Allowing our program to do things over and over is extremely powerful. It will let us run complex calculations, repeating operations, and processing of related items.

This post is part of #100DaysOfPython, check out yesterday's post here if you haven't already. Or go to the index of all 100 days.

An iterable in Python is a type of entity that you can iterate over.

To iterate means to go over each element of an entity.

For example, if you have a pack of cards, you could iterate over them. That would mean you'd go over each card. Potentially you could do something with each card (e.g. look at them, fold them in half, or anything you'd choose).

Iterating over strings

The simplest iterable in Python is the string. That means that we can iterate over a string's elements.

The individual elements of a string are each of the characters in the string. Take, for example, the following:

my_string = 'hello'

We can iterate over each of the elements using a for loop in Python:

my_string = 'hello'

for character in my_string:

In the example above, we are using a for loop to go over each of the elements of my_string. Every time we move onto the next element, we call it character.

Inside the body of the loop we can do something with each character. In this example, we print the character out. Notice how the body of the loop is indented more. Indentation means that it has more white space in front than the line which includes the colon at the end (:).

Note that the variable doesn't have to be called character, it can be anything:

for c in my_string: ...
for character in my_string: ...
for asdf in my_string: ...

But you always have to refer to the correct name inside the body of the loop.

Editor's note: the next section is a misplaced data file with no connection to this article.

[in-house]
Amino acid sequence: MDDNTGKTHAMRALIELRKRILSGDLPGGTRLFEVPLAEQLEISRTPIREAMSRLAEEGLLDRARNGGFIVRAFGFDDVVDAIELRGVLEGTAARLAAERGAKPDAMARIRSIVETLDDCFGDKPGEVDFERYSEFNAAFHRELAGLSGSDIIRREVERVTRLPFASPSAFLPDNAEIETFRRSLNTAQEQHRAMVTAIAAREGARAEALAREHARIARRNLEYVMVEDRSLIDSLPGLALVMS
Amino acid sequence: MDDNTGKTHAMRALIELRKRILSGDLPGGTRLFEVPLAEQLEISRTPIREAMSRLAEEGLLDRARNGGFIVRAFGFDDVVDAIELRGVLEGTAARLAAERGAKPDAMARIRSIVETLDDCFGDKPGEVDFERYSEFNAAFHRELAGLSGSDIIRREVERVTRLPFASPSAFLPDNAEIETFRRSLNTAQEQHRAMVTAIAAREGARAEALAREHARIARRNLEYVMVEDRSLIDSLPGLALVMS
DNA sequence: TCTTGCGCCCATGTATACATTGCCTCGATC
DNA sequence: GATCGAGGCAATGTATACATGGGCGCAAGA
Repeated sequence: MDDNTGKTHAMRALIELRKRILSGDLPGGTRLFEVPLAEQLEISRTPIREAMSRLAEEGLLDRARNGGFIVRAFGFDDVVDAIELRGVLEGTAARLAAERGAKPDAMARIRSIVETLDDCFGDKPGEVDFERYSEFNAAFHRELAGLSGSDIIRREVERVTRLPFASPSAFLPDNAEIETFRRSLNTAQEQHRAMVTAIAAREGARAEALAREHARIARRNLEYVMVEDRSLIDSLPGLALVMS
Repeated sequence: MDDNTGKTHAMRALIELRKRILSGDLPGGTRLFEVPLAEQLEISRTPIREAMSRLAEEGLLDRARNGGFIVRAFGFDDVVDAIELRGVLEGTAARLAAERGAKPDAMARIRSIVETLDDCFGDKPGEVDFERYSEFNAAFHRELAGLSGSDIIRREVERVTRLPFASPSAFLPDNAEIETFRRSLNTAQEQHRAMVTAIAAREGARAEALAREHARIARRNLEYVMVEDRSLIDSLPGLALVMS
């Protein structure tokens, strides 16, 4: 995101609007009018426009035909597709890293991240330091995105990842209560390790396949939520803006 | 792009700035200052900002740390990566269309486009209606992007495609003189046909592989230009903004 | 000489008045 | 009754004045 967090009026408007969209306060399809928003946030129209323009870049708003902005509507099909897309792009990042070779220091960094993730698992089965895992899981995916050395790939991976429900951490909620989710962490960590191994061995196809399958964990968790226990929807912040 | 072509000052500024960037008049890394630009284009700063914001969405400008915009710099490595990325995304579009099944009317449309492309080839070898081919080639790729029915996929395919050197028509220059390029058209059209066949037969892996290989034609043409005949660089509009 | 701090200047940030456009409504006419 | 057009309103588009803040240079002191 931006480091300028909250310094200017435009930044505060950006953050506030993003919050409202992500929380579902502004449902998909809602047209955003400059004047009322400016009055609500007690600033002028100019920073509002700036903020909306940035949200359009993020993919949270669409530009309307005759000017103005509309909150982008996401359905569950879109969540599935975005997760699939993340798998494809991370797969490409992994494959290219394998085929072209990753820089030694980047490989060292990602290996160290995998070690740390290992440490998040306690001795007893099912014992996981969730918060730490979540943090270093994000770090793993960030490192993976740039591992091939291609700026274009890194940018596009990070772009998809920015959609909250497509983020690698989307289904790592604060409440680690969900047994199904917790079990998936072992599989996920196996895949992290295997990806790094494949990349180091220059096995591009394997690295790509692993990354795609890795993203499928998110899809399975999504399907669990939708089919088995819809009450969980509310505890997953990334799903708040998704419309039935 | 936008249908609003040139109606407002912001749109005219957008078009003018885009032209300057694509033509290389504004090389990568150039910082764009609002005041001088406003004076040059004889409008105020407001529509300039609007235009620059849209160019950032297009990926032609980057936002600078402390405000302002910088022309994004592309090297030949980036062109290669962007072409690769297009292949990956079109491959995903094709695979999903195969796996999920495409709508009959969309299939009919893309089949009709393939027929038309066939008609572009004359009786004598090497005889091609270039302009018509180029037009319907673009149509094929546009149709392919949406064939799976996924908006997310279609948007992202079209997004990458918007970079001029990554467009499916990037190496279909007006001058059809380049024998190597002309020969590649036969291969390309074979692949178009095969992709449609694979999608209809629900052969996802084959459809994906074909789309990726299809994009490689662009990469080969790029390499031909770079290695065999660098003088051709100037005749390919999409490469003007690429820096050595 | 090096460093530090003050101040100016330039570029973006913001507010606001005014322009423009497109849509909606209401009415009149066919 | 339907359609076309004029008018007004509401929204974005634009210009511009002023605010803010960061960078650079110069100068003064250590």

The next common iterable is the list in Python. It allows us to have more than one element under the same variable name:

my_list = [1, 2, 3]

The snippet above defines a variable, called my_list, whose value is a list of three items.

We can do this with many iterables:

my_list = [1, 2, 3]


In computing, we start counting at 0. With the code above, we would print 1, because when we access the zeroth element of a list, we are accessing the first element.

We can naturally also use a for loop to iterate over this iterable:

my_list = [1, 2, 3]

for num in my_list:

That would go over each number, and in the body of the loop we print the number out.

Another example, doing something a bit more interesting:

my_list = [1, 2, 3]

for num in my_list:
    print(num ** 2)

The ** operator in Python is used for powers; so here we would print the numbers squared:


while loops

The while loop in Python is different from the for loop in that it doesn't iterate over an iterable. Instead it runs for as long as a boolean condition is True.

Don't run the following code:

while True:

Because True is always True, this loop would be an infinite loop. There's nothing in that code to tell us when to stop, so it would print "Hi" forever. Not the best thing to be doing!

Instead, we could ask the user whether we should continue printing or not:

should_continue = True

while should_continue:
    user_input = input("Should we continue? (y/n) ")
    if user_input == 'n':
        should_continue = False

In this snippet of code, we define a variable to store whether we should continue printing, and run the loop based on it. As long as the variable is True, the loop will run again and again.

Every time the loop runs, we print "Hi", and then we ask the user (with the input function) to type y if we should continue, or n if we should stop.

If the user types n, we set should_continue to False, which then means our loop will not run again—and resulting in the termination of our program.

This was an introduction to loops! Experiment and play around with them, and ask us anything you need on Twitter @TecladoCode.

The best way to learn and get more familiar with these constructs is to use them! Keep programming, and things will click together and make more sense as you go.

I'll see you on the next one!